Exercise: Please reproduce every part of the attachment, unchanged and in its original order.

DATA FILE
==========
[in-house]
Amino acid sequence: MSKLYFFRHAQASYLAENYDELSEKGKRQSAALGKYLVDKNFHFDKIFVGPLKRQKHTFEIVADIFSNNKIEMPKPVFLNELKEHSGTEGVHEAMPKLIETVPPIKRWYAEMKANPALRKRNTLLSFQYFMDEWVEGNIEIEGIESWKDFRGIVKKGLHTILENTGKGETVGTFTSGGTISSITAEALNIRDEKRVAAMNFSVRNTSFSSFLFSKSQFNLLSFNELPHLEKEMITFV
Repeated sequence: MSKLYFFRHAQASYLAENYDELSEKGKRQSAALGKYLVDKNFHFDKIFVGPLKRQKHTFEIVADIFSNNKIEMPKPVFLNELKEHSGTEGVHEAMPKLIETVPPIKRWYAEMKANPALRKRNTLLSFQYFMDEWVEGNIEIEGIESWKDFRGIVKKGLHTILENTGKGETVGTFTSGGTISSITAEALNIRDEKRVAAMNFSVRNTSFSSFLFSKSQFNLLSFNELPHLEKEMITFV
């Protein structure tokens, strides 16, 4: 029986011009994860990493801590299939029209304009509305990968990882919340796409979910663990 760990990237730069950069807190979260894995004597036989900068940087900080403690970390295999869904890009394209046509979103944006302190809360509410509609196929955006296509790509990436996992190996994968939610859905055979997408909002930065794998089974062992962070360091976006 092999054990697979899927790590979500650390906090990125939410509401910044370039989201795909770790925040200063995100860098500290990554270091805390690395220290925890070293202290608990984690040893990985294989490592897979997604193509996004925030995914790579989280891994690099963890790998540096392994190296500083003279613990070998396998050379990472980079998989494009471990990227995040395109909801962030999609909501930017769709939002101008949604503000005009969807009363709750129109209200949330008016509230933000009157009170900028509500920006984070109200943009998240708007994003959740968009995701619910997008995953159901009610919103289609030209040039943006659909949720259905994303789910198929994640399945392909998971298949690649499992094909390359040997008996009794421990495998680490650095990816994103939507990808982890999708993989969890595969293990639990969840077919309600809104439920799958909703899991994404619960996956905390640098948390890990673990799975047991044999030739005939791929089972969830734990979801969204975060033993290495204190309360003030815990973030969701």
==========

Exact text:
[in-house]
Amino acid sequence: MSKLYFFRHAQASYLAENYDELSEKGKRQSAALGKYLVDKNFHFDKIFVGPLKRQKHTFEIVADIFSNNKIEMPKPVFLNELKEHSGTEGVHEAMPKLIETVPPIKRWYAEMKANPALRKRNTLLSFQYFMDEWVEGNIEIEGIESWKDFRGIVKKGLHTILENTGKGETVGTFTSGGTISSITAEALNIRDEKRVAAMNFSVRNTSFSSFLFSKSQFNLLSFNELPHLEKEMITFV
Repeated sequence: MSKLYFFRHAQASYLAENYDELSEKGKRQSAALGKYLVDKNFHFDKIFVGPLKRQKHTFEIVADIFSNNKIEMPKPVFLNELKEHSGTEGVHEAMPKLIETVPPIKRWYAEMKANPALRKRNTLLSFQYFMDEWVEGNIEIEGIESWKDFRGIVKKGLHTILENTGKGETVGTFTSGGTISSITAEALNIRDEKRVAAMNFSVRNTSFSSFLFSKSQFNLLSFNELPHLEKEMITFV
């Protein structure tokens, strides 16, 4: 029986011009994860990493801590299939029209304009509305990968990882919340796409979910663990 760990990237730069950069807190979260894995004597036989900068940087900080403690970390295999869904890009394209046509979103944006302190809360509410509609196929955006296509790509990436996992190996994968939610859905055979997408909002930065794998089974062992962070360091976006 092999054990697979899927790590979500650390906090990125939410509401910044370039989201795909770790925040200063995100860098500290990554270091805390690395220290925890070293202290608990984690040893990985294989490592897979997604193509996004925030995914790579989280891994690099963890790998540096392994190296500083003279613990070998396998050379990472980079998989494009471990990227995040395109909801962030999609909501930017769709939002101008949604503000005009969807009363709750129109209200949330008016509230933000009157009170900028509500920006984070109200943009998240708007994003959740968009995701619910997008995953159901009610919103289609030209040039943006659909949720259905994303789910198929994640399945392909998971298949690649499992094909390359040997008996009794421990495998680490650095990816994103939507990808982890999708993989969890595969293990639990969840077919309600809104439920799958909703899991994404619960996956905390640098948390890990673990799975047991044999030739005939791929089972969830734990979801969204975060033993290495204190309360003030815990973030969701």